More Nevada restrictions for online gambling?

More Nevada restrictions for online gambling?

It could be a more progressive approach to online gambling, or maybe more restrictions, but a member of the Nevada Gaming Control Board is apparently drafting a document that will clarify the relationships between Nevada-licensed land casino operators and their online counterparts.

The draft will be considered by the Gaming Control Board, and its progress will be closely watched by major online gambling companies that have contractual relationships with Nevada land gambling firms - think Everest Poker and Harrah's WSOP; The Venetian and Pokerstars' North American Poker Tour; and Face the Ace television show sponsored by Full Tilt just for starters.

Outside the US, Harrah's, through its interactive entertainment division, has business deals for three online gaming sites in the United Kingdom, including one for the World Series of Poker. None of the sites can be accessed by Americans.

News of the draft document comes from the reliable and respected Howard Stutz of GamingWire this week, who advises that Gaming Control Board member Randall Sayre is drafting a letter to the casino industry that sets guidelines for entering into deals with Internet gaming businesses.

"We don't have a policy and clearly the board needs to boil down exactly what that policy needs to be," Sayre told GamingWire. "Some gaming licensees play carefully by the rules and others do not. I do not believe the board can remain silent on this any longer."

Veteran gaming attorney Frank Schreck agreed that the control board needs to set rules for dealing with Internet gaming businesses. He said responsibility for complying with regulations falls on the casinos.

"There is a lot of confusion right now in the industry and there needs to be some regulatory guidelines," Schreck said. "All we're asking is to tell us what is permissible."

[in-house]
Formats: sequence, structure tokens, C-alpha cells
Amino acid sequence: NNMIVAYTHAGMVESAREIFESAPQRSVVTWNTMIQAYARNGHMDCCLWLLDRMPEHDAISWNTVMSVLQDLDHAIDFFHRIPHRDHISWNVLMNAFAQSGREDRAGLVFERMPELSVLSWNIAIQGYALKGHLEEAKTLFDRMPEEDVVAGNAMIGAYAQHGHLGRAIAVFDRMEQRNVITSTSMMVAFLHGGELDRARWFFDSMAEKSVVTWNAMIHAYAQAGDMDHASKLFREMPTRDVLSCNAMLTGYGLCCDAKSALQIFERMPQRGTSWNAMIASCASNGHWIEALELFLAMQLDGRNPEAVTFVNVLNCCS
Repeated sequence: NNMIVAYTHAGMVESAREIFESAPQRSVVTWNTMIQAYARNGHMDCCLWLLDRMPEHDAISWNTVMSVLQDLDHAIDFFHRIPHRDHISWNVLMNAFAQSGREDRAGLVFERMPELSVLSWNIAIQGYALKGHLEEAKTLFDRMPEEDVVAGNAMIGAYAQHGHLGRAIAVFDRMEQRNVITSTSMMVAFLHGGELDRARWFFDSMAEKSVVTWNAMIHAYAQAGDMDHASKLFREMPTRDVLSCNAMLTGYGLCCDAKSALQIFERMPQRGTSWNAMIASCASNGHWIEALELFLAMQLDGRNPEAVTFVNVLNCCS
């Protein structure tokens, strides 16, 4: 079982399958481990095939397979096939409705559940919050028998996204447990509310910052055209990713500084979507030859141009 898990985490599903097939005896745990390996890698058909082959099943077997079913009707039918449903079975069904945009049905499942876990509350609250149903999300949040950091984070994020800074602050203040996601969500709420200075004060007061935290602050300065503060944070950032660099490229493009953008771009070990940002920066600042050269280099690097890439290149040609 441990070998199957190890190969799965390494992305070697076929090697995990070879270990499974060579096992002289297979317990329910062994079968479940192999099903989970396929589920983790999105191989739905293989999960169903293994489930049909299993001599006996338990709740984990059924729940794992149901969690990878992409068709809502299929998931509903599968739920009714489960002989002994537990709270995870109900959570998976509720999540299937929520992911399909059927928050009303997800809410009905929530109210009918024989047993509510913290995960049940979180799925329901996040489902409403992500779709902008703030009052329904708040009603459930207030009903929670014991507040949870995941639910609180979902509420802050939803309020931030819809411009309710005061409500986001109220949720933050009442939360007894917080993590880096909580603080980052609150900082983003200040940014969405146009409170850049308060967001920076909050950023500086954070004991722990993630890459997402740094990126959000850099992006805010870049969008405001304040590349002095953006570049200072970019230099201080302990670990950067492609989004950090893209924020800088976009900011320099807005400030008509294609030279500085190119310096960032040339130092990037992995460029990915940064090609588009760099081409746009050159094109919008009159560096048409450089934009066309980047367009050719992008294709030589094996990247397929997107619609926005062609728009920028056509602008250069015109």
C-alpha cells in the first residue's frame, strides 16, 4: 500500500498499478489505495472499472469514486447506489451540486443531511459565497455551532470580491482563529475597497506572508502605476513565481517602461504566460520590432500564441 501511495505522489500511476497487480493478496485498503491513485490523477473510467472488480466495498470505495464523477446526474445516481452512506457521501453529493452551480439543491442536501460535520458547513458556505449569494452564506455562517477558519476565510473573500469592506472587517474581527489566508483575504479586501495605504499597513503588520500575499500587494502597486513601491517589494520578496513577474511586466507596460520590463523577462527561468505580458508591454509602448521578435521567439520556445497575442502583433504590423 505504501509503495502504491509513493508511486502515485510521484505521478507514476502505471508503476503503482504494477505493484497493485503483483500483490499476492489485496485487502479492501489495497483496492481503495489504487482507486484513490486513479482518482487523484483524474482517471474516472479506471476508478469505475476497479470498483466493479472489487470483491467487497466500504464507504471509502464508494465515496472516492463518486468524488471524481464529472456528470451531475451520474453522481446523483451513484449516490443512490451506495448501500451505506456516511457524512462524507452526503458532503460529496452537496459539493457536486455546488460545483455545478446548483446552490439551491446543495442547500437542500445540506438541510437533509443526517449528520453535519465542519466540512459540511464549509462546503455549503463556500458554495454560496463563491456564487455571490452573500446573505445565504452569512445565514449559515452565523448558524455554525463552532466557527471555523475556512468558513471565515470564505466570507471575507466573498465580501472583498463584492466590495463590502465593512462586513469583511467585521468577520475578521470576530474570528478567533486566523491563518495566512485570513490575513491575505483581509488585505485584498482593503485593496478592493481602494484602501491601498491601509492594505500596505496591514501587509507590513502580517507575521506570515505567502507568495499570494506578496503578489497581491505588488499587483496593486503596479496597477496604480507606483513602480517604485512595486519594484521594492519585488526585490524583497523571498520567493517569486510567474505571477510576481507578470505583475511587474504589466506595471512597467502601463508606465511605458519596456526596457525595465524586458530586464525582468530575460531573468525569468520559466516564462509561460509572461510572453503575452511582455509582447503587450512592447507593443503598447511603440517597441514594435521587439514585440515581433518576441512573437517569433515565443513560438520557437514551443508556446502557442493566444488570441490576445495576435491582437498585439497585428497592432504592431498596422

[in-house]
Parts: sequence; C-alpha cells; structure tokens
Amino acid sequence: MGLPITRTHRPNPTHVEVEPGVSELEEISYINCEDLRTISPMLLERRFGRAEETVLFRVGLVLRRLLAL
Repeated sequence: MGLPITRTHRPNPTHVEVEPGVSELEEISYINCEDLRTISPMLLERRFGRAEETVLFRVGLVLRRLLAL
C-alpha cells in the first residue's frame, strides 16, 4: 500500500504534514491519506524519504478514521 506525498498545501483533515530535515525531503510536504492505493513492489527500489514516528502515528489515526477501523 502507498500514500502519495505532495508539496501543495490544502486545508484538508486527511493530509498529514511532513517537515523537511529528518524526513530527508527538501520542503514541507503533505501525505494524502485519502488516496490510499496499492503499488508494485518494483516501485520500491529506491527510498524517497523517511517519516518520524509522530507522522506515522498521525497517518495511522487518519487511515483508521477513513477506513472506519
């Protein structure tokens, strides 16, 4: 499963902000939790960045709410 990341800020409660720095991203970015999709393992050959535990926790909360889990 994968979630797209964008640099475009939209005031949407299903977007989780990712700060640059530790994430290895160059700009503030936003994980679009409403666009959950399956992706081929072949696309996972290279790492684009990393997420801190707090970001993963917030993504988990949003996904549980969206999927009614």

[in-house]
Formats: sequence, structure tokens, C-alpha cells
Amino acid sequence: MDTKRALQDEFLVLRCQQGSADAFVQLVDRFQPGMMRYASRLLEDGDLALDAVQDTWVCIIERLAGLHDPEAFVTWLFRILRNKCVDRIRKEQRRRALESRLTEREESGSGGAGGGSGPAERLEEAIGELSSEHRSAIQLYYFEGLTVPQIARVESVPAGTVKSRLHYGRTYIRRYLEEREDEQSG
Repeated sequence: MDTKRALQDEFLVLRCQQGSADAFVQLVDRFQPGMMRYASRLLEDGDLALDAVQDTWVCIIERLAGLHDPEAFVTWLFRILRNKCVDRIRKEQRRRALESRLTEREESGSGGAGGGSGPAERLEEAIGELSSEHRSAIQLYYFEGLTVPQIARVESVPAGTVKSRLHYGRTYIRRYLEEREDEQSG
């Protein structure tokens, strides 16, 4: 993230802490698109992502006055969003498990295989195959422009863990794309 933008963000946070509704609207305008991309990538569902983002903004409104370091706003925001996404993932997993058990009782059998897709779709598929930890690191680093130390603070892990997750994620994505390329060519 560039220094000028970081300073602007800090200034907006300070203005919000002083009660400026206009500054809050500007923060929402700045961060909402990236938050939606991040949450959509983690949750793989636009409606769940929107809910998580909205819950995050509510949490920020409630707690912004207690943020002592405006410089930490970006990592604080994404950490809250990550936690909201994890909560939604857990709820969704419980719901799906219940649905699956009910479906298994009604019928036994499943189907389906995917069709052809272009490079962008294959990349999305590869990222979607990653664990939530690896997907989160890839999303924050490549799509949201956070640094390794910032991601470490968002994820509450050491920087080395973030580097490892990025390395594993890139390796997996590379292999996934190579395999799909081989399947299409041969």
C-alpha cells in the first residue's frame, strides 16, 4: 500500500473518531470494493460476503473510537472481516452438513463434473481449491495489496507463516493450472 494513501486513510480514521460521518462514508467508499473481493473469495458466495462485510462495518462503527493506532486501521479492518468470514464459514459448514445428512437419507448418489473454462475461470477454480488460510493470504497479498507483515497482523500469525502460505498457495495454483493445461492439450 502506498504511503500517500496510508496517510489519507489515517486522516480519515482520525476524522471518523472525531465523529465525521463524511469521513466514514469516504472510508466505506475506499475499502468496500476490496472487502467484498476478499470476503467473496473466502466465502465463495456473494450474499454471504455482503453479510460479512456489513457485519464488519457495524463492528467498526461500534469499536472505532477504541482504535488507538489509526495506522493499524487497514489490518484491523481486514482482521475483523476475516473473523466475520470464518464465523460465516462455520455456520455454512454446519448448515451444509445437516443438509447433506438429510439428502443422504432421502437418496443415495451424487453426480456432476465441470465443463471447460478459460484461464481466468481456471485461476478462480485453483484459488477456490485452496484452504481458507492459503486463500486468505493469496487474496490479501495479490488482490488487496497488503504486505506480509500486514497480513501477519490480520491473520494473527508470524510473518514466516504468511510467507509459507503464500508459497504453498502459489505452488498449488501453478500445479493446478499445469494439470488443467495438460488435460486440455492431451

Among other things, Sayre's draft will address the .com vs .net marketing strategy that Internet gambling companies have deployed to avoid complications with enforcement authorities in the United States, where the legal status of online gambling is confusing and uncertain.

"Oftentimes, there is very little difference between the dot-nets and dot-coms," Sayre said. "This is something that has been tolerated but the board needs to ask itself if this relationship is reasonable."

GamingWire notes that several years ago, the World Series Poker set self-imposed guidelines prohibiting online gamblers from qualifying to the tournament through the Internet. The move reduced the number of entries into the tournament's $10 000 buy-in main event by more than 27 percent from its peak year.

The workaround in that case was for online poker companies to continue to run qualifiers, but pay the winning sponsorship packages direct to the players, who would then make their own decisions and arrangements.

Television revenues are also a major consideration; the popularity of poker ensures big audiences and plenty of advertising.

GamingWire spoke to Seth Palansky of Harrah's Interactive Entertainment, but he was non-committal, saying the company was unsure how the control board's planned actions could affect the business.

"We don't deal in hypotheticals or what-ifs so we won't comment on anything that may or may not occur," Palansky wisely said.

GamingWire notes that Internet poker is credited with fueling the impressive growth in the World Series of Poker, which had 839 entries in the world championship main event in 2003 when Chris Moneymaker won the title. A year later, main-event entries soared to 2 576.

"When Jamie Gold won a record $12 million prize in 2006, entries topped out at 8,773. In the past three years, since Harrah's stopped players from gaining entry to the tournament online, the field for the world championship has averaged 6,500 players," Stutz writes.